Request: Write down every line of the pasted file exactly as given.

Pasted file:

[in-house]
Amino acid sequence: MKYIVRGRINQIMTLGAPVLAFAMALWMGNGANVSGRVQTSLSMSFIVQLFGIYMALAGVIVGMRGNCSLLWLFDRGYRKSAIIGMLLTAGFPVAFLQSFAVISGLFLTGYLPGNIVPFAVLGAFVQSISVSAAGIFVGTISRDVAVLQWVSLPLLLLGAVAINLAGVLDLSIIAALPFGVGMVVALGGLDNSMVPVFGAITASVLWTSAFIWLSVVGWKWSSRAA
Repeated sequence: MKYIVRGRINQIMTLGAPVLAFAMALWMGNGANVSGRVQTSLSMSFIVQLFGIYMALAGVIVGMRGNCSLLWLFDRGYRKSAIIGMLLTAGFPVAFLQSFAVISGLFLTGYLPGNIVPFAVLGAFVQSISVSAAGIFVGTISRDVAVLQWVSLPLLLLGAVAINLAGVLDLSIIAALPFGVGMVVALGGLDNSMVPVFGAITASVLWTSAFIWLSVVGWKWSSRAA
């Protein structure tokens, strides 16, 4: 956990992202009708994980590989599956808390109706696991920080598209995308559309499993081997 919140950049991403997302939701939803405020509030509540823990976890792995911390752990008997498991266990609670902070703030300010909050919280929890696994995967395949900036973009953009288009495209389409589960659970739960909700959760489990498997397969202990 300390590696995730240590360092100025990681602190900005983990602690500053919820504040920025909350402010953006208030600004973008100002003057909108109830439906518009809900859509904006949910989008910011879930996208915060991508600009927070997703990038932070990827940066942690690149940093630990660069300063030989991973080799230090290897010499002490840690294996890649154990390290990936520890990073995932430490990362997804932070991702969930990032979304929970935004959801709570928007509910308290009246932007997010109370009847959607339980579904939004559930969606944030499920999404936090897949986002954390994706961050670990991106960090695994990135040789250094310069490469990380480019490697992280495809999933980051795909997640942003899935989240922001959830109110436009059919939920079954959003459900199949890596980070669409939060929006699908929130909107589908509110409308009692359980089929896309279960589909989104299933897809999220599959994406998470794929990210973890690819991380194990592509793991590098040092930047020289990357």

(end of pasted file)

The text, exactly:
[in-house]
Amino acid sequence: MKYIVRGRINQIMTLGAPVLAFAMALWMGNGANVSGRVQTSLSMSFIVQLFGIYMALAGVIVGMRGNCSLLWLFDRGYRKSAIIGMLLTAGFPVAFLQSFAVISGLFLTGYLPGNIVPFAVLGAFVQSISVSAAGIFVGTISRDVAVLQWVSLPLLLLGAVAINLAGVLDLSIIAALPFGVGMVVALGGLDNSMVPVFGAITASVLWTSAFIWLSVVGWKWSSRAA
Repeated sequence: MKYIVRGRINQIMTLGAPVLAFAMALWMGNGANVSGRVQTSLSMSFIVQLFGIYMALAGVIVGMRGNCSLLWLFDRGYRKSAIIGMLLTAGFPVAFLQSFAVISGLFLTGYLPGNIVPFAVLGAFVQSISVSAAGIFVGTISRDVAVLQWVSLPLLLLGAVAINLAGVLDLSIIAALPFGVGMVVALGGLDNSMVPVFGAITASVLWTSAFIWLSVVGWKWSSRAA
């Protein structure tokens, strides 16, 4: 956990992202009708994980590989599956808390109706696991920080598209995308559309499993081997 919140950049991403997302939701939803405020509030509540823990976890792995911390752990008997498991266990609670902070703030300010909050919280929890696994995967395949900036973009953009288009495209389409589960659970739960909700959760489990498997397969202990 300390590696995730240590360092100025990681602190900005983990602690500053919820504040920025909350402010953006208030600004973008100002003057909108109830439906518009809900859509904006949910989008910011879930996208915060991508600009927070997703990038932070990827940066942690690149940093630990660069300063030989991973080799230090290897010499002490840690294996890649154990390290990936520890990073995932430490990362997804932070991702969930990032979304929970935004959801709570928007509910308290009246932007997010109370009847959607339980579904939004559930969606944030499920999404936090897949986002954390994706961050670990991106960090695994990135040789250094310069490469990380480019490697992280495809999933980051795909997640942003899935989240922001959830109110436009059919939920079954959003459900199949890596980070669409939060929006699908929130909107589908509110409308009692359980089929896309279960589909989104299933897809999220599959994406998470794929990210973890690819991380194990592509793991590098040092930047020289990357």